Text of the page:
Overstock.com had already earned those "fees and charges" in prior periods from fulfillment partners. It simply underbilled them. Those fulfillment partners were already "contractually obligated to pay" such underbilled amounts. In addition, there was no question that Overstock.com was owed money from its fulfillment partners and that the recovery of substantial amounts was assured. Therefore, no gain contingency existed under accounting rules.

If there was any question as to the recovery of any amounts owed the company, management is required to make a reasonable estimate of uncollectible amounts (loss contingency) and book an appropriate reserve against amounts due from fulfillment partners. By immediately considering underbilled amounts due from fulfillment partners as a gain contingency, the company failed to make a reasonable estimate of such uncollectible amounts and violated accounting rules or GAAP (See SFAS No. 5 paragraph 1, 2, 8, 22, and 23).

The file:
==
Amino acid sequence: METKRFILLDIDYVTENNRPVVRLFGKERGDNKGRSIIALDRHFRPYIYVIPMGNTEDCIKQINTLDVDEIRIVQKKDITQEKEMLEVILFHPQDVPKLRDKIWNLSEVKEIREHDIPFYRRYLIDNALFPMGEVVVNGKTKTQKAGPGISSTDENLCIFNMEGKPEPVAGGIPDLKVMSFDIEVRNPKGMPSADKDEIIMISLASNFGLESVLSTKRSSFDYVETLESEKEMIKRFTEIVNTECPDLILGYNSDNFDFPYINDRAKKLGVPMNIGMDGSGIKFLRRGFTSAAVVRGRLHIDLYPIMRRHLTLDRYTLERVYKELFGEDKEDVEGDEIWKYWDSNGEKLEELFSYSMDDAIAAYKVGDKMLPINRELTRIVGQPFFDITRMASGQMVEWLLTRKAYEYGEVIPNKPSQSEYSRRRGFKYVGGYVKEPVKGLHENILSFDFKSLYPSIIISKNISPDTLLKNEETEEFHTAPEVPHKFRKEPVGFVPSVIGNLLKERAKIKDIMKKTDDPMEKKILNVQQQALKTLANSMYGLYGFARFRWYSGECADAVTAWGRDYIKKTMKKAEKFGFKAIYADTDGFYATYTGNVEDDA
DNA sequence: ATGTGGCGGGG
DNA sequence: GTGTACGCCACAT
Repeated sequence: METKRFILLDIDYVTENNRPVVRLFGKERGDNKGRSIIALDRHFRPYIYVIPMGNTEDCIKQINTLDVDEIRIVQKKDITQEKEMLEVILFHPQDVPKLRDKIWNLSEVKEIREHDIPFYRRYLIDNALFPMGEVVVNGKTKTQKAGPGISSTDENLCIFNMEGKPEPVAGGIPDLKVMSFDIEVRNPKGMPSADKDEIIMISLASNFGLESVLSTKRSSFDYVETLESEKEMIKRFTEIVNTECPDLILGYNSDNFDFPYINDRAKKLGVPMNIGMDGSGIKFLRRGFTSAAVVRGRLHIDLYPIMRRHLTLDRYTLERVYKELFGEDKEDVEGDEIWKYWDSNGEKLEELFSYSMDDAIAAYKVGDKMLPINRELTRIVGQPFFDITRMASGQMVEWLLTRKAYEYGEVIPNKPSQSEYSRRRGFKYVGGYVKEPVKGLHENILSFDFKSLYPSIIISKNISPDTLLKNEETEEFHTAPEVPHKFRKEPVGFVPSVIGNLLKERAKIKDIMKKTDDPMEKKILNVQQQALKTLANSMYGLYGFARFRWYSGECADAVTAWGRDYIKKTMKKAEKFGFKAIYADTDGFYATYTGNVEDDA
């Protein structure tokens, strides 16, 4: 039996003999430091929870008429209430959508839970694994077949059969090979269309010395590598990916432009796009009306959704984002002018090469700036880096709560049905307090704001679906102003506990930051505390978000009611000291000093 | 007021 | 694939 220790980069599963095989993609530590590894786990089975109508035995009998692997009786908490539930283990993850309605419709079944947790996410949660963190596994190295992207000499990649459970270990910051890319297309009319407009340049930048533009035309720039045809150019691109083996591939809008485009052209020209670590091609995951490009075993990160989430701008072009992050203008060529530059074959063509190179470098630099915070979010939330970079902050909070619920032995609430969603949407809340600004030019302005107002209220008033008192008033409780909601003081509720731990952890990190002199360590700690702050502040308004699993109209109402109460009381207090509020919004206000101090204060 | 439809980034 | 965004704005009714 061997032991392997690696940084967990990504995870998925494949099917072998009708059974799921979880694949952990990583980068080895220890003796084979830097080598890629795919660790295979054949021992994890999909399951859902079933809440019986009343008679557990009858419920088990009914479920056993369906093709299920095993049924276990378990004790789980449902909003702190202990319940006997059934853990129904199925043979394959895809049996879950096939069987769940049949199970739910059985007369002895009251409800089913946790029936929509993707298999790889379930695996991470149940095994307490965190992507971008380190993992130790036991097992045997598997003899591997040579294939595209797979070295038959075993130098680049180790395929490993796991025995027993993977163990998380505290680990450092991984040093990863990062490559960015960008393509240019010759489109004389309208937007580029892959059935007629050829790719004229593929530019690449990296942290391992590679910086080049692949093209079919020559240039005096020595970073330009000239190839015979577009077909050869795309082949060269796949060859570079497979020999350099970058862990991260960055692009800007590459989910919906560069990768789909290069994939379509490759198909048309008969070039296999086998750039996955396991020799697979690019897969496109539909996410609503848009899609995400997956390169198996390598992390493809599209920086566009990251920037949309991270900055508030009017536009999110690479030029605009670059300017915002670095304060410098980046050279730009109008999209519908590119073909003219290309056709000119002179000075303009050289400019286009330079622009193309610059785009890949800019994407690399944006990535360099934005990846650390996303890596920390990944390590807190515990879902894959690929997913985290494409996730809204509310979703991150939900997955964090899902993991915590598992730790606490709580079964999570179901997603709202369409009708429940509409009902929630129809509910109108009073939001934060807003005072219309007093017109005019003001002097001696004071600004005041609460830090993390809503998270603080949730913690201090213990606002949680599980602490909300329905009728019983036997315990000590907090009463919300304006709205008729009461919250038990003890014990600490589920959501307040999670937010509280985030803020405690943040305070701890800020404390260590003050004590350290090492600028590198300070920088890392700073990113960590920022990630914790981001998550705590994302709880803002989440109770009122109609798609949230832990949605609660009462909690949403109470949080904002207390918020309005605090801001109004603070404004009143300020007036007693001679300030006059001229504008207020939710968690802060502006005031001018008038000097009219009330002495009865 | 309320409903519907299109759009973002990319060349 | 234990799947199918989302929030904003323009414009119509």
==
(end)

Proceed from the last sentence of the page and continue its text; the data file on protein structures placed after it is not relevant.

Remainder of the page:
Statement of Financial Accounting Standards No. 154 requires Overstock.com to restate affected prior period financial reports to reflect when the underbilled cost reimbursements and fees were actually earned by the company (accrual basis or GAAP). Statement of Financial Accounting Standards No.5 requires Overstock.com to offset such accrued income in each restated financial period with a reasonable estimate of uncollectible underbilled amounts.